bitten-tv-showElena is living in Toronto to escape her guilt over killing a human who was threatening to expose the existence of werewolves to the world. She’s forced to make a split second decision and blames the “animal” side of her for decision to kill. Elena’s struggle to be human rather than wolf colours every choice that she makes from that point on in her life, including her attempt to leave her pack family behind for good. For the most part, this is all conveyed over the course of the first two episodes. In the first episode, you get to see the life that Elena has tried to build for herself during her self-imposed exile. She has a job, an apartment, and a live-in boyfriend, while she increasingly struggles to hide the wolf side of her.  In the second episode, you learn the history of the pack, and who is in it and the different relationship dynamics that Elena has with each of her pack brothers. By episodes three and four, the danger to the pack has escalated quite dramatically and I certainly hope that the show’s creators can build on this momentum.

Recently I read a review by Kaitlin Thomas for, which I thinks does an excellent job of summing up what isn’t quite right with the story-line: Kaitlin Thomas  Jan. 14, 2014, “there’s nothing inherently bad about Bitten. Fans of genre shows will probably enjoy the series and its mysteries just fine, especially if the story picks up as the show progresses, but overall, Bitten isn’t adding anything new to a television slate that’s slowly becoming overrun with supernatural and fantasy shows. If the series wants to make a name for itself (especially in the U.S.), it’s going to need to step up its game by developing its characters, adding more action, and giving the pack members some distinguishing characteristics and personalities. ”

What I think is the missing piece to the show is Elena’s narration. In the book, most of the story is from her “inside voice”, and it is that personal recount that creates context for how the other characters interact with her, as well as the fills in the story-line more fully. Although somewhat unrelated, an example of a recent excellent film adaptation of a story where the majority of the inner dialogue of the protagonist plays an important part of the movie was Warm Bodies. In this depiction R’s narration was so skillfully incorporated that the film in my opinion was better than the book.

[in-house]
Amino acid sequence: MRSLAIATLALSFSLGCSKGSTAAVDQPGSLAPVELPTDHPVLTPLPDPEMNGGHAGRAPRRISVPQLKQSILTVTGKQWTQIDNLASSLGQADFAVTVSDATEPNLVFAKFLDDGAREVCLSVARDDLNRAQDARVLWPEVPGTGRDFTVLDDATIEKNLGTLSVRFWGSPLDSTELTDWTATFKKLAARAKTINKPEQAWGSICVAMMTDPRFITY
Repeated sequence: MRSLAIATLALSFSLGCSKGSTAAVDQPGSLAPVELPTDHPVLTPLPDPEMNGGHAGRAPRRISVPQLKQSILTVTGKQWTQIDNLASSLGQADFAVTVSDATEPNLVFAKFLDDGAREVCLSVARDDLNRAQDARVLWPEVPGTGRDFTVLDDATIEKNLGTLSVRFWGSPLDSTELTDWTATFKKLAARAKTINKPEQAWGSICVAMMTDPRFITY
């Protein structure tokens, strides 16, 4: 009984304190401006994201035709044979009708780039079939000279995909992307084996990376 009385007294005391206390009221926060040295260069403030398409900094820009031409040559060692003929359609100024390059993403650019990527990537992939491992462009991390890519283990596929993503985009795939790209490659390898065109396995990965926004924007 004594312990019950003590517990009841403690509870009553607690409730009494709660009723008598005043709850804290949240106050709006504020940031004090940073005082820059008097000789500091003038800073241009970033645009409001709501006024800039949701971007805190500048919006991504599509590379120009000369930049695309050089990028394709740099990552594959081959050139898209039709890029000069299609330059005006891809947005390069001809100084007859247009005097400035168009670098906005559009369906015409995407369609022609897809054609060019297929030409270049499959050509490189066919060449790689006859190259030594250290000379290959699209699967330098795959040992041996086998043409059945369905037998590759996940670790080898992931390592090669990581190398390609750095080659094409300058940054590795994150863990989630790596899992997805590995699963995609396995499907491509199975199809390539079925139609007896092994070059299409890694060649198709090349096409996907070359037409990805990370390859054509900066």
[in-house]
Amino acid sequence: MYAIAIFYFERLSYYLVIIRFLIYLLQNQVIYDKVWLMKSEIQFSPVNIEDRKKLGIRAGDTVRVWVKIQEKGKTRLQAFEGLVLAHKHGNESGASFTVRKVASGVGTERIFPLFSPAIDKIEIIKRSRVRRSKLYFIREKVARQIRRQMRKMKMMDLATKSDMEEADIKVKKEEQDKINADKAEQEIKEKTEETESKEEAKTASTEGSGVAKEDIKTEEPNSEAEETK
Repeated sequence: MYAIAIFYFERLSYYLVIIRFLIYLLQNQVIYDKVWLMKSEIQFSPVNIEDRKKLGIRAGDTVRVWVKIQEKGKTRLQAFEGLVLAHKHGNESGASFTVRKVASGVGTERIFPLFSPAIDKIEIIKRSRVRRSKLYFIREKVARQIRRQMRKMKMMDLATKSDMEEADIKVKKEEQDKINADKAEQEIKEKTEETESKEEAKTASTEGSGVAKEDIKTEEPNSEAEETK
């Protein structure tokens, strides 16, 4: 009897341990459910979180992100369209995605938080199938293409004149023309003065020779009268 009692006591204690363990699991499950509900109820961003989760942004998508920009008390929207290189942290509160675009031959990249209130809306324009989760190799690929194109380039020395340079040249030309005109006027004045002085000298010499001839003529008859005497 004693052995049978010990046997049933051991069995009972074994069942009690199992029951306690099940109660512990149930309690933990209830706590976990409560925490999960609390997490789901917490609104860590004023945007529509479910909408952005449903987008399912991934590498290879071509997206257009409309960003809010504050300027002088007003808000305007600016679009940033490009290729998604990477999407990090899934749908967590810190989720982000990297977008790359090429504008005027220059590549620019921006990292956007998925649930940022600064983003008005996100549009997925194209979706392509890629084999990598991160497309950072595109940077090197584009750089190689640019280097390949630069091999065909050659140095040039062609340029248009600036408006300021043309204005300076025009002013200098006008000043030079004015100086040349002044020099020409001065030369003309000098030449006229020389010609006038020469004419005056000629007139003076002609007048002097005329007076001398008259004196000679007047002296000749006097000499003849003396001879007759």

I will stick with the show until the end of the season, for better or for worse, but I’m hoping that it lives up to its potential. Bitten is the first book in Armstrong’s “Otherworld” series, where each subsequent book focuses on different characters and their stories. As a fan of Clay and Elena’s story, I’ve always wanted more of it.

Master of the Opera Act 3: Phantom Serenade (Master of the Opera) – Jeffe Kennedy

“So this is a sex game.”

“Oh no, More than that, Christine.” He stilled drawing intensity to him like a building storm system. “Will you try – just a taste – at least for tonight?”


It is obvious when reading Master of the Opera Act 3: Phantom Serenade that Jeffe Kennedy is a seasoned professional coyly leading the reader, along with Christine, down into the labyrinth beneath the Opera House that is the Ghost’s world. Until the third act the sensuality between Christine and the Ghost is just hinted at, with a glancing touch here and the odd suggestive thought there and even when the Ghost finally begins to court Christy in earnest the interludes between them remain tasteful without crossing over into the realm gratuitous acts which are closer to pornography than actual erotic literature.

After a harrowing night trapped in the tunnels beneath the Sante Fe Opera House, intern Christy Davis finds comfort in the arms of Roman Sanclaro, the opera’s wealthy and gorgeous benefactor. But even as Roman tries to impress her with his lavish lifestyle—and seduce her with his charms—Christy cannot stop obsessing over her other, clandestine lover.

Hidden in the labyrinths below, a mysterious masked man has become the master of her desires: a sensual but commanding partner who pushes Christy to the very brink of erotic pleasure…and beyond. No other man can compare. But somewhere, watching from the shadows, a fiercely jealous rival threatens to destroy the erotic secret they share.

the-phantom-gerard-butler-the-phantom-28594319-1008-1280Part murder mystery and part classic love story Phantom Serenade is captivating, intriguing the reader at every turn. After the conclusion of this installment I am left with the quandary of whether to watch Phantom of the Opera, the version starring Gerard Butler of course, possibly the only man I would let tie me up (said tongue in cheek, don’t tell my husband) or read everything I can find by Ms. Kennedy. Truth be told I will probably do both.

AUTHOR: Jeffe Kennedy

RATING: 3 1/2 Stars

GENRE: Erotica/Romance

Disclaimer: ARC was kindly provided by the publisher for an honest review.